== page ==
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criticism, musical

criticism, musical. The profession of writing about the aesthetics, history, and evolution of mus. and of reviewing mus. comps. and perfs. in newspapers, periodicals, books, and on the radio and TV. No one can say exactly when criticism began, but in the sense understood today it developed parallel with the spread of the printed word. By its nature, criticism is controversial and often resented, but there are several examples of a critic's, or group of critics', championship of a composer or a branch of comp. which has had beneficial results (e.g. the revival of interest in Mahler since c.1950). The first periodical devoted to mus. was Mattheson's Critica musica, founded in Hamburg 1722. In Fr. the first was Journal de musique française et italienne in 1764, though the pamphlets written during the Querelle des Bouffons 1752–4 perhaps count as criticism. In Eng. the New Musical and Universal Magazine was founded in 1774. The last vol. of Burney's History of Music, 1789, abounds in candid criticism of composers and performers of his day.

The first professional critic was probably J. F. Rochlitz (1769–1842), ed. of the Allgemeine Musikalische Zeitung in Leipzig, and champion of Bach. Journalism in Ger. daily papers began with F. Rellstate, who wrote for the Berlin Vossische Zeitung 1803–13, but the first newspaper to appoint a professionally-trained musician as critic was The Times of London, through the influence of one of its managers, Thomas Alsager, a musical enthusiast. Eng. criticism in the 19th cent. was dominated by J. W. Davison of The Times (1846–79) and H. F. Chorley, of the Athenaeum (weekly) from 1833 to 1868. One of the first men to write about mus. and musicians not as an expert but as a fine journalist was Heinrich Heine in the 19th-cent. Allgemeine Zeitung of Augsburg. There have been many examples of composers who wrote criticism, notably Robert Schumann in the Neue Zeitschrift für Musik (in which he advanced the causes of Chopin, Berlioz, and Brahms), Berlioz in the Journal des Débats from 1835 to 1863 (although the outstanding critic of the day in Fr. was F. J. Fétis, who founded the Revue musicale), Wolf (in the Wiener Salon-Blatt), Weber, Wagner, and Debussy (under the pseudonym Monsieur Croche), and Robin Holloway. In Vienna, where critical polemics reach a high voltage, the most illustrious and historically significant critic was Eduard Hanslick, the ‘Bismarck of music criticism’ (Verdi), known for his extreme partisanship in the divergence of views on Wagner and Brahms. This resulted in his being immortalized by his opponent Wagner as Beckmesser in Die Meistersinger (Wagner originally called the character Hanslich). Nevertheless Hanslick is still highly readable.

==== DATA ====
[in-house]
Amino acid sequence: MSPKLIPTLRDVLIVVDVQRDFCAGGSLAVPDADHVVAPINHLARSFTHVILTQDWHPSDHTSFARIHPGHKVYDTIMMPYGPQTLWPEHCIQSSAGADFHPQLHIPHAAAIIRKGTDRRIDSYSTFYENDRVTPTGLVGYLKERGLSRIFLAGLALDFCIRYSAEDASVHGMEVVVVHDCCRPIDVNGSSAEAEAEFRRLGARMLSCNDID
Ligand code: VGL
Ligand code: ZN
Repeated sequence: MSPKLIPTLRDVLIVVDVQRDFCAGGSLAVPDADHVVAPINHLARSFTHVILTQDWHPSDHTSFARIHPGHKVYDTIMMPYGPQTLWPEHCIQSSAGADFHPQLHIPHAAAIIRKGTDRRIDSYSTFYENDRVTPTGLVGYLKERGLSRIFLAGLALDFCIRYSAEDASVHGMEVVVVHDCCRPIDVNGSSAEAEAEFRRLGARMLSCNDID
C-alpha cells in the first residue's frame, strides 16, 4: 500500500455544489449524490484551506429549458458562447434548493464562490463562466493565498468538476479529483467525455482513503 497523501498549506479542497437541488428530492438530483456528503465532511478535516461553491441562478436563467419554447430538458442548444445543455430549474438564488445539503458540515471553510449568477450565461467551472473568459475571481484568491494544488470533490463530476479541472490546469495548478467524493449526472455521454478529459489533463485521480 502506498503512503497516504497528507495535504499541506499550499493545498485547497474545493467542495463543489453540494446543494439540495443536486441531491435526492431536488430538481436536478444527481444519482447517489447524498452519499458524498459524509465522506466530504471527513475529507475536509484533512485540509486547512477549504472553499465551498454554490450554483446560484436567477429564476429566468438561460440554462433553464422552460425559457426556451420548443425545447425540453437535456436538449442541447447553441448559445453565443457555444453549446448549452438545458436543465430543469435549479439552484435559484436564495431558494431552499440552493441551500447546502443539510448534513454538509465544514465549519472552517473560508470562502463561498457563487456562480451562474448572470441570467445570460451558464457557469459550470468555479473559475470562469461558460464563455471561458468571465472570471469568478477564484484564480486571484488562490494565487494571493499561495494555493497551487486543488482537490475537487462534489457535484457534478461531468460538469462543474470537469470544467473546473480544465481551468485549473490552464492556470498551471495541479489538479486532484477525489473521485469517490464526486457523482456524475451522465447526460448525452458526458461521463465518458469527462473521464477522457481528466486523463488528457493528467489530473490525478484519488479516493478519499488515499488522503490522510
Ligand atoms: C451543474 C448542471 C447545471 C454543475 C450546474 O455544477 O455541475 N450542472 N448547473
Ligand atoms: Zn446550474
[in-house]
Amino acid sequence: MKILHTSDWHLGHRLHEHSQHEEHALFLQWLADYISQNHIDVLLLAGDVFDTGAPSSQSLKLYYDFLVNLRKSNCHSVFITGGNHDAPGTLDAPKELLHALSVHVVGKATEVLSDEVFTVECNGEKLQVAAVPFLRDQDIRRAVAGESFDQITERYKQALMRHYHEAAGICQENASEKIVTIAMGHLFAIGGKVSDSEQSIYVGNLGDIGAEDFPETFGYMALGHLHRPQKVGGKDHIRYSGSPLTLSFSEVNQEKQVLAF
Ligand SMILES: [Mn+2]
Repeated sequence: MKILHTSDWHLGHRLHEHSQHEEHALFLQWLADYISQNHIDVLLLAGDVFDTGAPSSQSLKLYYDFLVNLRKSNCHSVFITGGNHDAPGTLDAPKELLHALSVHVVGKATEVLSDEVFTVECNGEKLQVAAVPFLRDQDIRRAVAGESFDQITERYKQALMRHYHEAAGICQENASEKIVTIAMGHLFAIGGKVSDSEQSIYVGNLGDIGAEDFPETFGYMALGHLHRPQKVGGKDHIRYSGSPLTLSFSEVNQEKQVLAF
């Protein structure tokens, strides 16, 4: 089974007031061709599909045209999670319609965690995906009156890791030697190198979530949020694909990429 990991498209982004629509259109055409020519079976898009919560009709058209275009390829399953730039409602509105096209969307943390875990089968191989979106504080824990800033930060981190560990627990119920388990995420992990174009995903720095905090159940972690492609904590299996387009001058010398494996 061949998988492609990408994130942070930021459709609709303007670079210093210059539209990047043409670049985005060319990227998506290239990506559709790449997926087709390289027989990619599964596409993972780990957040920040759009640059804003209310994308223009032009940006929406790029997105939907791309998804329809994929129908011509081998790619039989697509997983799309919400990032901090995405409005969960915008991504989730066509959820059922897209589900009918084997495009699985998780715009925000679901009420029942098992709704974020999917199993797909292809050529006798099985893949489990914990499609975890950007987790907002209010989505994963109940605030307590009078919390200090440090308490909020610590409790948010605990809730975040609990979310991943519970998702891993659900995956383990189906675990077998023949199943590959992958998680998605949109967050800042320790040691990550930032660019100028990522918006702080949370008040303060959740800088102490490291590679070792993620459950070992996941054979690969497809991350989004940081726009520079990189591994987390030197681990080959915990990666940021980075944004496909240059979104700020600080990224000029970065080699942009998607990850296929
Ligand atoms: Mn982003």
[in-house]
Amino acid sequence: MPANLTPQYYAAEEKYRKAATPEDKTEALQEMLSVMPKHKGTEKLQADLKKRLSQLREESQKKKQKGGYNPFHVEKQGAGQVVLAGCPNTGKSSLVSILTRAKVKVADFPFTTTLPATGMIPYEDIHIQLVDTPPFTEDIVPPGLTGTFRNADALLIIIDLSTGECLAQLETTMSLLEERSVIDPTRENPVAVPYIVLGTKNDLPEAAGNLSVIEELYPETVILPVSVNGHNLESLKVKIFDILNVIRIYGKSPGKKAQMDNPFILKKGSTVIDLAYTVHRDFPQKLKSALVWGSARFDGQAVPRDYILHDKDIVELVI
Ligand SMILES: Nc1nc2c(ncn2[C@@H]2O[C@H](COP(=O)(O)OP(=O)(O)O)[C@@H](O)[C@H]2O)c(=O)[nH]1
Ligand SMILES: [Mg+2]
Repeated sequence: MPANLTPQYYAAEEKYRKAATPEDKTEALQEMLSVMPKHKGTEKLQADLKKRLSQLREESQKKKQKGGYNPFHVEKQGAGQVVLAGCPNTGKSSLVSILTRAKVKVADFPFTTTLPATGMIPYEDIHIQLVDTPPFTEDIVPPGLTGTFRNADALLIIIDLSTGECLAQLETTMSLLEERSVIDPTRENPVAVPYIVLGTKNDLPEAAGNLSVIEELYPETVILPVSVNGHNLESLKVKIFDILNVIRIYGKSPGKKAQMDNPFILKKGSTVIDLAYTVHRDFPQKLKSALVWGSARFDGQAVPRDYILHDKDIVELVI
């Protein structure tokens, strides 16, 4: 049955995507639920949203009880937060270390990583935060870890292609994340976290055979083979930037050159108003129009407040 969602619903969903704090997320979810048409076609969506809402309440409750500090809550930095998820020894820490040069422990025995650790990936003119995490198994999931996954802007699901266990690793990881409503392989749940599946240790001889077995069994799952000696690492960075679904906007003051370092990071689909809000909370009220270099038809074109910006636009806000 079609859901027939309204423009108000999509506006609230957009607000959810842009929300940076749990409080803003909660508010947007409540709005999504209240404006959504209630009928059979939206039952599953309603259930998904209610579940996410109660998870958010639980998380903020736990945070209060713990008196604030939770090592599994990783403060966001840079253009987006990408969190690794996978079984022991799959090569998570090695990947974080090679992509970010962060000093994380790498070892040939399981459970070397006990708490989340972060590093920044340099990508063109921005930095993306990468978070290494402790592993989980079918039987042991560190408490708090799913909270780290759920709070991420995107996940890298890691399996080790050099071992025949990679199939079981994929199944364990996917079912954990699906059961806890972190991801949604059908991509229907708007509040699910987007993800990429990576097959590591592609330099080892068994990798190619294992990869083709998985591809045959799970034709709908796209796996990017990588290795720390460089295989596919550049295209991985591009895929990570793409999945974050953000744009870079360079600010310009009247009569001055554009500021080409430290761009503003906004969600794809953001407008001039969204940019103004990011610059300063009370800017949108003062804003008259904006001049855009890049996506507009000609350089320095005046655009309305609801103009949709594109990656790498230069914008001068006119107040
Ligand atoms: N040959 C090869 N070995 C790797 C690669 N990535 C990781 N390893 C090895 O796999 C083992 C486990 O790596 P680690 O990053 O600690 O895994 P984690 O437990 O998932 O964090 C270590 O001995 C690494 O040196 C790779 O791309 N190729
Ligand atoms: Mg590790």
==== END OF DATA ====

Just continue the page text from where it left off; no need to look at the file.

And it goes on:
In the USA several critics have achieved a reputation beyond the local sphere of their activities, notably Philip Hale of Boston, and (from NY) Lawrence Gilman, H. E. Krehbiel, Olin Downes, and Richard Aldrich. Outstanding among Brit. mus. critics of the past have been Bernard Shaw (the most entertaining of all), Ernest Newman, a Wagner authority, Neville Cardus, and H. C. Colles.

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